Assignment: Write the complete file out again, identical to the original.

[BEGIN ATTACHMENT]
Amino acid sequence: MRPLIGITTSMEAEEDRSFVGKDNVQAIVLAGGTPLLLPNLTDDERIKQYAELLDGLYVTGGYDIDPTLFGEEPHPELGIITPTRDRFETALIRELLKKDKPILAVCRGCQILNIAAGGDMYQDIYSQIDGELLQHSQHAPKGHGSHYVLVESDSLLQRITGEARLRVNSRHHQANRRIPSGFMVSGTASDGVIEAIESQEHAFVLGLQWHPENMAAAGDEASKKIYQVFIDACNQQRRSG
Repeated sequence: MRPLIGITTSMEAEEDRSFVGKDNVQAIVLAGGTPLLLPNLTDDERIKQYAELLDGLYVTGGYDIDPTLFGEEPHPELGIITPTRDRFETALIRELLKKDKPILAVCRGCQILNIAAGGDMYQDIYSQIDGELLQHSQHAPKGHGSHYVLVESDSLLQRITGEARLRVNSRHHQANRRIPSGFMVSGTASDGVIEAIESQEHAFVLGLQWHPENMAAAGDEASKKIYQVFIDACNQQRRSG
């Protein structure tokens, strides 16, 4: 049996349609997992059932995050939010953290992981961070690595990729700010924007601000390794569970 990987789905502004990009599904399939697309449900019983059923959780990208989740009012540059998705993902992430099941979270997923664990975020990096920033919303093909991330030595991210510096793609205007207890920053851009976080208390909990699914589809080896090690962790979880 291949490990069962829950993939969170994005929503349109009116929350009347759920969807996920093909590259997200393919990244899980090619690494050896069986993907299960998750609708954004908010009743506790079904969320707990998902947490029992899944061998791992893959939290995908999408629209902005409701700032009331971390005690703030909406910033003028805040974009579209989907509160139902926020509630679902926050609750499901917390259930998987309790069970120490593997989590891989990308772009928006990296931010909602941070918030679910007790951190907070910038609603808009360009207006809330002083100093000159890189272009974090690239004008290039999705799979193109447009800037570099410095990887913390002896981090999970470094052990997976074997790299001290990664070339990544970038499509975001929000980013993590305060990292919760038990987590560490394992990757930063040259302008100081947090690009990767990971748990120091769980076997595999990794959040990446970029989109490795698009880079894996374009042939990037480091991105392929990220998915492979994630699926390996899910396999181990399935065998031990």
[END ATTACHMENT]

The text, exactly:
Amino acid sequence: MRPLIGITTSMEAEEDRSFVGKDNVQAIVLAGGTPLLLPNLTDDERIKQYAELLDGLYVTGGYDIDPTLFGEEPHPELGIITPTRDRFETALIRELLKKDKPILAVCRGCQILNIAAGGDMYQDIYSQIDGELLQHSQHAPKGHGSHYVLVESDSLLQRITGEARLRVNSRHHQANRRIPSGFMVSGTASDGVIEAIESQEHAFVLGLQWHPENMAAAGDEASKKIYQVFIDACNQQRRSG
Repeated sequence: MRPLIGITTSMEAEEDRSFVGKDNVQAIVLAGGTPLLLPNLTDDERIKQYAELLDGLYVTGGYDIDPTLFGEEPHPELGIITPTRDRFETALIRELLKKDKPILAVCRGCQILNIAAGGDMYQDIYSQIDGELLQHSQHAPKGHGSHYVLVESDSLLQRITGEARLRVNSRHHQANRRIPSGFMVSGTASDGVIEAIESQEHAFVLGLQWHPENMAAAGDEASKKIYQVFIDACNQQRRSG
């Protein structure tokens, strides 16, 4: 049996349609997992059932995050939010953290992981961070690595990729700010924007601000390794569970 990987789905502004990009599904399939697309449900019983059923959780990208989740009012540059998705993902992430099941979270997923664990975020990096920033919303093909991330030595991210510096793609205007207890920053851009976080208390909990699914589809080896090690962790979880 291949490990069962829950993939969170994005929503349109009116929350009347759920969807996920093909590259997200393919990244899980090619690494050896069986993907299960998750609708954004908010009743506790079904969320707990998902947490029992899944061998791992893959939290995908999408629209902005409701700032009331971390005690703030909406910033003028805040974009579209989907509160139902926020509630679902926050609750499901917390259930998987309790069970120490593997989590891989990308772009928006990296931010909602941070918030679910007790951190907070910038609603808009360009207006809330002083100093000159890189272009974090690239004008290039999705799979193109447009800037570099410095990887913390002896981090999970470094052990997976074997790299001290990664070339990544970038499509975001929000980013993590305060990292919760038990987590560490394992990757930063040259302008100081947090690009990767990971748990120091769980076997595999990794959040990446970029989109490795698009880079894996374009042939990037480091991105392929990220998915492979994630699926390996899910396999181990399935065998031990």